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East Hama villagers caught between Islamic State rule and airstrikes have ‘no way out’

In a collection of dozens of rural villages scattered throughout […]

17 May 2017

In a collection of dozens of rural villages scattered throughout the Islamic State-held east Hama countryside, 90km northwest of Palmyra, residents feel forgotten.

“Nobody pays attention to us because we are in an Islamic State-held region,” Abu Mahmoud, a 52-year-old father of four living in the village of Uqayrbat, tells Syria Direct. “It is as though we are not human.”

Five months ago, in mid-December 2016, an alleged chemical attack hit a handful of villages in the Uqayrbat region, killing up to 100 people and injuring hundreds more.

The substance used in the attack, which was reportedly carried out by air, has not been identified.

Today, conventional airstrikes are picking off residents in the underserved community of 40,000 people. On Tuesday, two villages in the area were bombed by unidentified warplanes, killing 15 residents.

It is difficult and dangerous for residents of Uqayrbat to speak to outside media. Syria Direct’s Noura Hourani spoke to Abu Mahmoud by relaying voice messages through a relative of his who lives outside the IS-held area. He has been granted anonymity, and is referred to here by a nickname.

Pro-opposition Syrian media sites have reported days of airstrikes on villages in the Uqayrbat region this week. Syrian state media reported strikes on “IS vehicles” last week and in recent months, but has not reported on the latest attacks.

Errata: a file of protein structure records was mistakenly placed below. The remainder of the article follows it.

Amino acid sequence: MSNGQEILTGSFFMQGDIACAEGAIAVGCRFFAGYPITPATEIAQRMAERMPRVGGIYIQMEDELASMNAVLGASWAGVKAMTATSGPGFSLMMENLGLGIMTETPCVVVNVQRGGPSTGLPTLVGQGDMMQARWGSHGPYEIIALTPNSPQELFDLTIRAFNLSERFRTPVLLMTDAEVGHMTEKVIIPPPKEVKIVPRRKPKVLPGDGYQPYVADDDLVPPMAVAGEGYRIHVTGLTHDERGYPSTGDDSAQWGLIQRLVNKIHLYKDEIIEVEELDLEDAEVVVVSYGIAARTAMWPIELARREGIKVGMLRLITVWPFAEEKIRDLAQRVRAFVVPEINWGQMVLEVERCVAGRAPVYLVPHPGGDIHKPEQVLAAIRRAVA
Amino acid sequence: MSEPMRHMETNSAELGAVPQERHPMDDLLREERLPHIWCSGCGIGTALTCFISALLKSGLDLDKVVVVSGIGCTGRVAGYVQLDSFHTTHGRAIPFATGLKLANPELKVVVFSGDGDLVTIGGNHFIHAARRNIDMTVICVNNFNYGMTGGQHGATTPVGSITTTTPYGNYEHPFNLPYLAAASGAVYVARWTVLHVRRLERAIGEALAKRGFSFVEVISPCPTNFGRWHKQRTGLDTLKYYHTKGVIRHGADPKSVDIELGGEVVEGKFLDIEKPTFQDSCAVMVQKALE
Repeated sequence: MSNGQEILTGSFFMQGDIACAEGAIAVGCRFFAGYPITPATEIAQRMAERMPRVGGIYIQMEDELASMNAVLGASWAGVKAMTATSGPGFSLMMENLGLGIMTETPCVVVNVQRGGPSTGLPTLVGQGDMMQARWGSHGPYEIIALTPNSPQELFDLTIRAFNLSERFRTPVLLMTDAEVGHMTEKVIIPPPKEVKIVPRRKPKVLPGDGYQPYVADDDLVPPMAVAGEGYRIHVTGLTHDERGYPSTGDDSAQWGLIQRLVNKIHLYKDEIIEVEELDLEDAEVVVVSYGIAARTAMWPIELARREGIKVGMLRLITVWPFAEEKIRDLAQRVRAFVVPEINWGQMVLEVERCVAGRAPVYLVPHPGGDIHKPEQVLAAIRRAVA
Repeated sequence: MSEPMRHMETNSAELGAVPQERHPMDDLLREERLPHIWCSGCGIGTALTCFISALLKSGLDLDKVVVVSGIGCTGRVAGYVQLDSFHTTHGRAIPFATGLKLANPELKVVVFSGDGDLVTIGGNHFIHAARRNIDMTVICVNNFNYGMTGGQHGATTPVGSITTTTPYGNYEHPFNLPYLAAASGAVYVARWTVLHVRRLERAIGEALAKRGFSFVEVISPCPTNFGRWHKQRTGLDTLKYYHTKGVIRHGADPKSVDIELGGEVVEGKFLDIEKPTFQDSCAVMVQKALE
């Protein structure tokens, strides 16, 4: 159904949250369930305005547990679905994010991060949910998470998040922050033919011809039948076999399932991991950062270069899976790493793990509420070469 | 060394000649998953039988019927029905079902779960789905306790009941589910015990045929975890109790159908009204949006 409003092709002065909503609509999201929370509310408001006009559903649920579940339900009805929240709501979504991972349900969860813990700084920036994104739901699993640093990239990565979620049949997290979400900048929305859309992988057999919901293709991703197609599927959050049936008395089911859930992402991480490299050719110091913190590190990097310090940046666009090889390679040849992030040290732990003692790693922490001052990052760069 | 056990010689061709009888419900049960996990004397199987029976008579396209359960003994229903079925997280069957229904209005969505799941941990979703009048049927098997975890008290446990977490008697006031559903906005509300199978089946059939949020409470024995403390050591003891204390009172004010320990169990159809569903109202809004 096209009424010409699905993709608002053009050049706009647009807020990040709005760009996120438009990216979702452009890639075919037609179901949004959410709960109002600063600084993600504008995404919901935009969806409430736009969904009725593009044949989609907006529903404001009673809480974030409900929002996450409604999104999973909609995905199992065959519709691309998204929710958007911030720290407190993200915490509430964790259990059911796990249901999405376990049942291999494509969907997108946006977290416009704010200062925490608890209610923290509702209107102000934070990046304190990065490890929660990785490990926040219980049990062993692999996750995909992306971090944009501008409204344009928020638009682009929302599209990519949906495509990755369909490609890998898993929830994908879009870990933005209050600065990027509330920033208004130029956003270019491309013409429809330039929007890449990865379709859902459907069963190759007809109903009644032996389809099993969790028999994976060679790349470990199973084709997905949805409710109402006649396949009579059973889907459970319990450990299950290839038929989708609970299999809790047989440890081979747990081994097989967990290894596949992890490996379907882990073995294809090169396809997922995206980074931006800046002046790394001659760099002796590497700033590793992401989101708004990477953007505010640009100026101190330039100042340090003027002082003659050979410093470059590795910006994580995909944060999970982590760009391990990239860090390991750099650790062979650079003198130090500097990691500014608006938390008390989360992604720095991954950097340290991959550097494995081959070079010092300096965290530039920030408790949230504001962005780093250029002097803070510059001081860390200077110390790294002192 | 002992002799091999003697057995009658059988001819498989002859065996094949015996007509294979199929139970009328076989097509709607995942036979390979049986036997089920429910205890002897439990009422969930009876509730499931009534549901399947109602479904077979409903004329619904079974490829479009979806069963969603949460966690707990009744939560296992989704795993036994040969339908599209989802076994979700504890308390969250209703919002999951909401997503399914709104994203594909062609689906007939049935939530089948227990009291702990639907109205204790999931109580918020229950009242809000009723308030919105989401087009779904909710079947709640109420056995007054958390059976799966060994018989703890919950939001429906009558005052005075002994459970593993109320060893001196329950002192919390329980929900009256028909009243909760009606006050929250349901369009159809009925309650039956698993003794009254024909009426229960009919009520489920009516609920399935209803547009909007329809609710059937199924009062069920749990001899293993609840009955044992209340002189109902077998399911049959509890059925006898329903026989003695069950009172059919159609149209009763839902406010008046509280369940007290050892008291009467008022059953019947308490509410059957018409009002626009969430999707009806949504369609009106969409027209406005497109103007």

IS-held areas are not included within the de-escalation zones established under a Russian-led, international agreement earlier this month.

 A flattened building in the Uqayrbat village of Souha on Wednesday. Photo courtesy of Abu Mahmoud.

Unlike in many opposition-held areas, where Civil Defense teams respond to the scenes of bombings and take victims to field hospitals, Uqayrabat’s wounded have few options, Abu Mahmoud tells Syria Direct.

The underserved, rural area has only one medical center, which Abu Mahmoud says is “reserved for IS personnel and their families.” When bombings such as Tuesday’s happen, residents load the wounded into residents’ cars and set off for the hospital in IS-held Mayadeen, nearly 300km to the east.

Because of the rugged roads, the distance to a medical facility and the use of civilian cars for transport, says Abu Mahmoud, “we know that they will die on the way.”

Q: What happened on Tuesday?

At 11am, a warplane bombed a market where civilians were gathered. Some 15 people were killed, and approximately 10 injured. The planes were probably Russian.

This area has been bombed for the past two days. The planes have hit civilian houses, and on Tuesday two children—Azzam al-Ali, 12, and Bustan al-Ali, 9—were killed when their home was bombed.

There are no IS headquarters in the area. They’re afraid of the bombing, so they stay in caves. The geography of the area helps them to protect themselves.

Q: How many civilians live in the Uqayrbat area?

There are around 150 small villages in the Uqayrbat area, with approximately 40,000 residents. All of the villages are under Islamic State control. There is little media coverage of the area because of the fear of IS and communicating [with outsiders].

I am able to contact my relatives living in a village [in opposition-held territory to the north], to check on them and tell them what is happening here.

Q: What is the medical situation like, and where are the wounded taken?